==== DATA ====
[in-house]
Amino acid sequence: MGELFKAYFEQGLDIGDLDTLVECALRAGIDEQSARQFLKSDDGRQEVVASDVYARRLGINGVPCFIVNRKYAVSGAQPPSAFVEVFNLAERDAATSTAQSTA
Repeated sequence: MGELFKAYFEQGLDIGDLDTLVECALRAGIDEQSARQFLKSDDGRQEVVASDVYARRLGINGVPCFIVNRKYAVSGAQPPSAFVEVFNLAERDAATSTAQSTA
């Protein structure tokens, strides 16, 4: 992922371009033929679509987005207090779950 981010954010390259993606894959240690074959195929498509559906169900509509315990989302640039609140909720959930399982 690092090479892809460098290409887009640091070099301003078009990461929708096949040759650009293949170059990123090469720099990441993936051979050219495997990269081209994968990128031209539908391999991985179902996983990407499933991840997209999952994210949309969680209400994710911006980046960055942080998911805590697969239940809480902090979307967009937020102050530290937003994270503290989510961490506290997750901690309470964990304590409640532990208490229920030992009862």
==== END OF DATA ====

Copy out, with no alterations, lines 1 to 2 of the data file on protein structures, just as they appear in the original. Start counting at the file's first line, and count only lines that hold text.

[in-house]
Amino acid sequence: MGELFKAYFEQGLDIGDLDTLVECALRAGIDEQSARQFLKSDDGRQEVVASDVYARRLGINGVPCFIVNRKYAVSGAQPPSAFVEVFNLAERDAATSTAQSTA